I guess I'm a fortunate individual who does not have a massively large TV or projection screen to view the films on.
I just have a 42" LCD 1080p TV connected to my Denon 1513 AVR which is connected to my speakers and my PS3 for Blu-Ray viewing. So unless there is a really massive issue with a Blu-Ray, I really can't see a great deal of it due to my, compared to many of you folks', large screens. I picked up the Terminator/T2 blu-rays a while back when I saw it in a bin at Target for about $10 total. On my system, the film looked fine to me. (As do the BttF Blu-Rays which I had heard are not of the highest quality).
With the new transfer for the UK disc, I went on the PS3 and took a look at the comparison photos that have been posted all over this thread and was quite stunned by how much "crisper" the new transfer is. Still, on a system of my size the blu-rays that I have are still acceptable for watching a movie when I just want to watch one. Am a proponent of getting the best possible picture/audio quality out there? Yes. I am also a VERY strong proponent of ensuring that original audio tracks are included in a release on Blu-Ray. As I mentioned in the Indiana Jones Trilogy thread, movies are a form of art and how they were originally presented in the theaters should be preserved in order to preserve that art.
While the director/producer/etc. own the films in the legal sense of it, once they are displayed publicly and introduced into society, society then "owns" the movie in the general sense of the term. ANY type of modifications to that movie which permanently remove the original audio/video are akin to doing things such as straightening the Leaning Tower of Pisa, or adding a tan to the Mona Lisa, or knocking down the Pyramids in Egypt and re-building them with modern materials. As long as the original film is preserved, a director/producer/studio/etc. can do whatever the hell they want with them as long as the originals are still available for the general public who now "owns" that work of art.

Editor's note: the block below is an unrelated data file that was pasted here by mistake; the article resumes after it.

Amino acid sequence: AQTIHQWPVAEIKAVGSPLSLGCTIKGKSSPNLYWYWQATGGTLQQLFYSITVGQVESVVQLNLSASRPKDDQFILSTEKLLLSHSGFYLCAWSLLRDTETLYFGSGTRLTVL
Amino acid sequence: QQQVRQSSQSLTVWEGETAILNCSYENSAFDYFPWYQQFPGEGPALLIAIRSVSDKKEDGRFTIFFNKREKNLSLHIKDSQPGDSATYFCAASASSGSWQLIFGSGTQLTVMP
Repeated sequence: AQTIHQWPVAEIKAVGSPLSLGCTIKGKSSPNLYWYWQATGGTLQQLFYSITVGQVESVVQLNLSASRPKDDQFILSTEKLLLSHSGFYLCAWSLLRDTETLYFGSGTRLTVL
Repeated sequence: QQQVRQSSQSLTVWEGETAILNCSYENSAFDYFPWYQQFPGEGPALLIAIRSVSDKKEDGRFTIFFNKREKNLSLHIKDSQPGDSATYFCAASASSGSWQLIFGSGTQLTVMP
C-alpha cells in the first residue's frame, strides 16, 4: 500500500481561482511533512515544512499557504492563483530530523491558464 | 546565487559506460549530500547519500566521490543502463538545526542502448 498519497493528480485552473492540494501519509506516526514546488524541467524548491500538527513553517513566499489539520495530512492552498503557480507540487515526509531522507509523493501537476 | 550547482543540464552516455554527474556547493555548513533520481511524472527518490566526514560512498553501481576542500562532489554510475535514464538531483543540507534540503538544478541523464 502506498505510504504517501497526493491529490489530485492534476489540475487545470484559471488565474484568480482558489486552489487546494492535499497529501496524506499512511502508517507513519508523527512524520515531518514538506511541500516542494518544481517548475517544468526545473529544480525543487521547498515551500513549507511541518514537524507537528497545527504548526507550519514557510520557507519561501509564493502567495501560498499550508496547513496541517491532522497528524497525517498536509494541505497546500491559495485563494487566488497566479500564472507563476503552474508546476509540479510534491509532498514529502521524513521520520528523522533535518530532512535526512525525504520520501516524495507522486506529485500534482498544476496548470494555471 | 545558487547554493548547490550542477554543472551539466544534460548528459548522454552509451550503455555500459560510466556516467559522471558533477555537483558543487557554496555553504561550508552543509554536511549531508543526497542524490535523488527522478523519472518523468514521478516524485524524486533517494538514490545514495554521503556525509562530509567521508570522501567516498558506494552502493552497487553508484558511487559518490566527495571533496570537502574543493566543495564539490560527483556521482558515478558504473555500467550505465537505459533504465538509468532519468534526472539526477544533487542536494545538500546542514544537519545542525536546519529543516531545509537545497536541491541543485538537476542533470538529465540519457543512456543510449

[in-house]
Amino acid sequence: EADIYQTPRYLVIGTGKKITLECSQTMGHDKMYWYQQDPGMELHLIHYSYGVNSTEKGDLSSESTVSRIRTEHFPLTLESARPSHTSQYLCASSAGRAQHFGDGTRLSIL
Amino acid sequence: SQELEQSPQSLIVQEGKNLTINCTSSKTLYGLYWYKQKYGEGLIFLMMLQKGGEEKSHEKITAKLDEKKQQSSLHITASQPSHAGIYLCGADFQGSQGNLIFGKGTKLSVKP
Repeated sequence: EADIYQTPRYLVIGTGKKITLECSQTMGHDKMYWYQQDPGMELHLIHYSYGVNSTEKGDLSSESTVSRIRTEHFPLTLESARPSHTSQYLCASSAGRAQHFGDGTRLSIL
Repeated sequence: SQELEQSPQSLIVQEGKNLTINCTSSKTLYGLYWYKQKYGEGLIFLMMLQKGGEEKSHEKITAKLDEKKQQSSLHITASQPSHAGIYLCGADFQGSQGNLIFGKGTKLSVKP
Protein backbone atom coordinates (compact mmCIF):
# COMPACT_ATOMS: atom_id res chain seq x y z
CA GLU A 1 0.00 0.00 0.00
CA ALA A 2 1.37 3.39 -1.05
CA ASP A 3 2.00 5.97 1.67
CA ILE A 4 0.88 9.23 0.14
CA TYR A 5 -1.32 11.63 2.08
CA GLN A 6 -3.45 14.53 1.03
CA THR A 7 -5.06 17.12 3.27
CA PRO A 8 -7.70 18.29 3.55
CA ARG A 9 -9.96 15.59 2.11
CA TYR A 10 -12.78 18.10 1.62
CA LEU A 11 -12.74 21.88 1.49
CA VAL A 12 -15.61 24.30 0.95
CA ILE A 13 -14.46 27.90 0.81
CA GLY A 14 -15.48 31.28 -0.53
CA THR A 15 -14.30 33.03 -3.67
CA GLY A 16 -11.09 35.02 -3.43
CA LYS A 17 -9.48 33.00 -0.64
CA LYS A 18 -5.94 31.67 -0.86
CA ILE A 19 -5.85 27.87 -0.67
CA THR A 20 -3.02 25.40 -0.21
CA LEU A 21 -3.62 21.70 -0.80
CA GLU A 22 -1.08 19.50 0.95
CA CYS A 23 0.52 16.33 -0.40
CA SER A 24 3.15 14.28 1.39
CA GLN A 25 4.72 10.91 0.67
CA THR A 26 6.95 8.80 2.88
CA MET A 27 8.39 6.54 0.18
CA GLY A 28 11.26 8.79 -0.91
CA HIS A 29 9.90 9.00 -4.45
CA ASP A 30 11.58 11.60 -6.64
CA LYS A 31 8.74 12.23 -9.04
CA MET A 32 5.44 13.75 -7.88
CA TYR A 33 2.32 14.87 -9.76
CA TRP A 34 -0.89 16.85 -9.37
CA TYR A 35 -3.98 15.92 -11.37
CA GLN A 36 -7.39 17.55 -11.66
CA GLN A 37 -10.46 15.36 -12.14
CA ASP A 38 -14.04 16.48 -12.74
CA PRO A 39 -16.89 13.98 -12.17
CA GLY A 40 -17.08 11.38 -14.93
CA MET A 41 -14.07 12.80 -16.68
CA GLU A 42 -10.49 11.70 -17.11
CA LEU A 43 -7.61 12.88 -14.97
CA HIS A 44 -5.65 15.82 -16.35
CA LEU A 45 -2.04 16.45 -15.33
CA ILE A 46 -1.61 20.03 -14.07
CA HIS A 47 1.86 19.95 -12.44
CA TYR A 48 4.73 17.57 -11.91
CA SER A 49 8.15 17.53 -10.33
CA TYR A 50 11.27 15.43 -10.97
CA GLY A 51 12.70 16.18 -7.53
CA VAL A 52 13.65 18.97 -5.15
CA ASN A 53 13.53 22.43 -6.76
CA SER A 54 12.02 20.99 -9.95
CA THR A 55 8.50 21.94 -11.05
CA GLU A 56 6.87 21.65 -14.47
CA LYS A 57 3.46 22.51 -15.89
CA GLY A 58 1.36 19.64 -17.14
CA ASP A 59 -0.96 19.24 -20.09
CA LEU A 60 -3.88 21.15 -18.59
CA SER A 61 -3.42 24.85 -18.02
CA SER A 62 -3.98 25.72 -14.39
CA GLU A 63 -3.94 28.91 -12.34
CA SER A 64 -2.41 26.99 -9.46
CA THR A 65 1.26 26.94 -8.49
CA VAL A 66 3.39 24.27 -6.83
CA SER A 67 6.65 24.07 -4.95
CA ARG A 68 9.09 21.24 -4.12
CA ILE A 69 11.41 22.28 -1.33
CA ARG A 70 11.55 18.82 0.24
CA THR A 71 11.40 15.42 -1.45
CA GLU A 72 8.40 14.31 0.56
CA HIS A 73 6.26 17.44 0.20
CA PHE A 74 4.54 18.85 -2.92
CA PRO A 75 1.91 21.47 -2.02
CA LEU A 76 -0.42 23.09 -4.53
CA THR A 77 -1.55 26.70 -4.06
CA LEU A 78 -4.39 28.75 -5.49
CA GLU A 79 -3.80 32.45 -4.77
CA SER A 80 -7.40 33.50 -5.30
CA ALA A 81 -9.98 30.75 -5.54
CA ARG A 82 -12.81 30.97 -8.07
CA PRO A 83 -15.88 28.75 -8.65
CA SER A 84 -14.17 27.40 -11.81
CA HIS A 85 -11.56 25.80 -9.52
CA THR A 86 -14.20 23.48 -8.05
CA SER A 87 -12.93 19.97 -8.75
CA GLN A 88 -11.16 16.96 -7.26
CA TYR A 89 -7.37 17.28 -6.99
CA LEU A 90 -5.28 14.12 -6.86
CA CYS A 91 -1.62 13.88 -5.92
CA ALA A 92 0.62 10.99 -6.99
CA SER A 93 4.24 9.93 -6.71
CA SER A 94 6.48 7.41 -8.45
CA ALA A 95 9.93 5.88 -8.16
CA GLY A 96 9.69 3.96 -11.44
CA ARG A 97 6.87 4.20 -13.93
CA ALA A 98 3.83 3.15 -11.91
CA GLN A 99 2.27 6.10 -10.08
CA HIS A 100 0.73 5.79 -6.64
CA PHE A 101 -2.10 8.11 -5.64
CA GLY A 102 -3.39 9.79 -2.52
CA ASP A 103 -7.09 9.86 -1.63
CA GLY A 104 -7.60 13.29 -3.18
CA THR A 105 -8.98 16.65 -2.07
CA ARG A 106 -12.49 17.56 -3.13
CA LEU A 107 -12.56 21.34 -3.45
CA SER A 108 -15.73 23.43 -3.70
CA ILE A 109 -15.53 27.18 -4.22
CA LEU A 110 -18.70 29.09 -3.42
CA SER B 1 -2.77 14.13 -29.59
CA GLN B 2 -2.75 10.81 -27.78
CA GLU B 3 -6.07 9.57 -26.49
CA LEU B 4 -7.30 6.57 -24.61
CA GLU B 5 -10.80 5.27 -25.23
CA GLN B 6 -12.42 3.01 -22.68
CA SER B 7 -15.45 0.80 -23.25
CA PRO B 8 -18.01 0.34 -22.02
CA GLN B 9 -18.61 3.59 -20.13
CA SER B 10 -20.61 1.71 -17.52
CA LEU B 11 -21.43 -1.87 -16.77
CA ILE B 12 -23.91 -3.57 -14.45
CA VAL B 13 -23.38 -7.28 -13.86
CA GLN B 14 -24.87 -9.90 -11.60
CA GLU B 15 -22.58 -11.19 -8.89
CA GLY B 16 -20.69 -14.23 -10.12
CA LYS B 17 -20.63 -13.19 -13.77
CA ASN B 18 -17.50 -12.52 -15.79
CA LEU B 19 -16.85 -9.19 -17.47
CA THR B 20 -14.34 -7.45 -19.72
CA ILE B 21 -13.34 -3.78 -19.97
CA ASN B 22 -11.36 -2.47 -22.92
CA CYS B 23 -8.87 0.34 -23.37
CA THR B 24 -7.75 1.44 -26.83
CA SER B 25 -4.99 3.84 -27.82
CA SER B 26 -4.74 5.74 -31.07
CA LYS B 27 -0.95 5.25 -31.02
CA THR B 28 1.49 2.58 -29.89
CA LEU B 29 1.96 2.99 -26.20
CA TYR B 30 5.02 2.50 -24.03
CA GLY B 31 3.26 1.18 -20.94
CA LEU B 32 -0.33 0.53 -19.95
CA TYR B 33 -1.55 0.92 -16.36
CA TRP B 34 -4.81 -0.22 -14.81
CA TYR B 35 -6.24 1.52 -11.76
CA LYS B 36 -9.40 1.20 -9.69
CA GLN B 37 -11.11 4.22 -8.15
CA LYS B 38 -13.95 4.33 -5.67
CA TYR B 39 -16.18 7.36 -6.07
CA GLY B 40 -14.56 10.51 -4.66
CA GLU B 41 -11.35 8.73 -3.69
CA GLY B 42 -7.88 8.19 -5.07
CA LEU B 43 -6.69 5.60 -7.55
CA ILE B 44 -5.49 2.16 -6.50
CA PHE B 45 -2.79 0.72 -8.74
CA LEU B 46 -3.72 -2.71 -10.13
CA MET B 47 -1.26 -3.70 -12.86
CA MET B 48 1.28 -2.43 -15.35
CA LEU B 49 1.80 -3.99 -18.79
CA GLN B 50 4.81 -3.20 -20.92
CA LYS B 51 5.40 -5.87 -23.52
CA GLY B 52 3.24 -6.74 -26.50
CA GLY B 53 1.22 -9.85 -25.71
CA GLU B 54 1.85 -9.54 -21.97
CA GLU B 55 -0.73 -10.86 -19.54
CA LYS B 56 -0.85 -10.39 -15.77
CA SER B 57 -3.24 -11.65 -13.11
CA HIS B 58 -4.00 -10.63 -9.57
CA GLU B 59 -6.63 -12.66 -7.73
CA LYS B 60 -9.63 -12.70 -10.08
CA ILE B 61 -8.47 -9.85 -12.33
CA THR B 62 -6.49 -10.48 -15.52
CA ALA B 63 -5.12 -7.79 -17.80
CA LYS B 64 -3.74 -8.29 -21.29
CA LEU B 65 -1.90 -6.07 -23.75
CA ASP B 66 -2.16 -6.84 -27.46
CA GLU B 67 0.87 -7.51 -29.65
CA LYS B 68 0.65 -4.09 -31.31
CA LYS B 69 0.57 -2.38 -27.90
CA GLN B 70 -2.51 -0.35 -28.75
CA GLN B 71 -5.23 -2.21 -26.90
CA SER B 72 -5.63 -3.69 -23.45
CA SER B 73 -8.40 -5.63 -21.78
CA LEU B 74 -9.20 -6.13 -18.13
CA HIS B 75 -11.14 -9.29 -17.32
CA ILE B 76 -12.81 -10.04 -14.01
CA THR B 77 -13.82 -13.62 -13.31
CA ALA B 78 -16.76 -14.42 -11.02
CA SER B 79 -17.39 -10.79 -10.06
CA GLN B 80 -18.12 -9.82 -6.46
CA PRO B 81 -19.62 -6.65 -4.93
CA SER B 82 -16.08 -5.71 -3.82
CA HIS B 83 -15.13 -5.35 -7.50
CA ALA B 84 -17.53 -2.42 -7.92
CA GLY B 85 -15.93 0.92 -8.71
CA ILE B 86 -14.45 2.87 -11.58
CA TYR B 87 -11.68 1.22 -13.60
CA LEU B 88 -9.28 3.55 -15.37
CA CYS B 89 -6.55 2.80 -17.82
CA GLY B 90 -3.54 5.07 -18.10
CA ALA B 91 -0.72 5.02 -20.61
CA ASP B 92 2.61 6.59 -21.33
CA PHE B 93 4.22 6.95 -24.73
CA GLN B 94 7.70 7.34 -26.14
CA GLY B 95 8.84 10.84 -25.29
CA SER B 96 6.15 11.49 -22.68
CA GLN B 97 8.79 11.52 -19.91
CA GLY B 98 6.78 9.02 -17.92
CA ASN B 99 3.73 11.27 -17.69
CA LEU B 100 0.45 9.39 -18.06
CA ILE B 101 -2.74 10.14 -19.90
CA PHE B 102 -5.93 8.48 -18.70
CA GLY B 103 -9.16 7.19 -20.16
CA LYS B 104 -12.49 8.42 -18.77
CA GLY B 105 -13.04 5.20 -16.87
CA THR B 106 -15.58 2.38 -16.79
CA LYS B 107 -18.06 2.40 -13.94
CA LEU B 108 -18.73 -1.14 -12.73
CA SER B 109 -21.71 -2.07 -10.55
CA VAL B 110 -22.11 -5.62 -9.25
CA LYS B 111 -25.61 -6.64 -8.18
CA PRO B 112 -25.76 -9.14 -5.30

I like the Star Wars films. I'm not too fond of what Lucas did with all his changes and refusing to release the original, un-altered films, but I'm not going crazy about it and still purchased the Blu-Rays so that I could at least watch the movies. I picked up the Fellowship of the Ring extended edition, and while a lot of people talk about the massive color shift in that movie, it doesn't really negatively impact me. I also picked up the James Bond 50 set a few weeks ago and notice some issues in those films, but nothing that makes me feel like publicly arguing about it.
To sum it up, from what I have seen the new transfer for The Terminator is far cleaner and crisper than the Blu-Ray I currently own. The coloring, however, has definitely been touched. Though some here have tried arguing that Cameron gave his approval on this and therefore that's exactly what he wants, I do have a counterpoint to that. The counterpoint is $$$$$$$$$$$$$$$$$$$. The number one priority of studios is to make money. Preservation of the audio/video is reduced if it will cost them more money. There's a possibility that Cameron didn't really like the audio/video 100% but was told by the studio that if he didn't approve this so they could release the movie by x-date that he wouldn't get nearly as much money. In society today, money talks.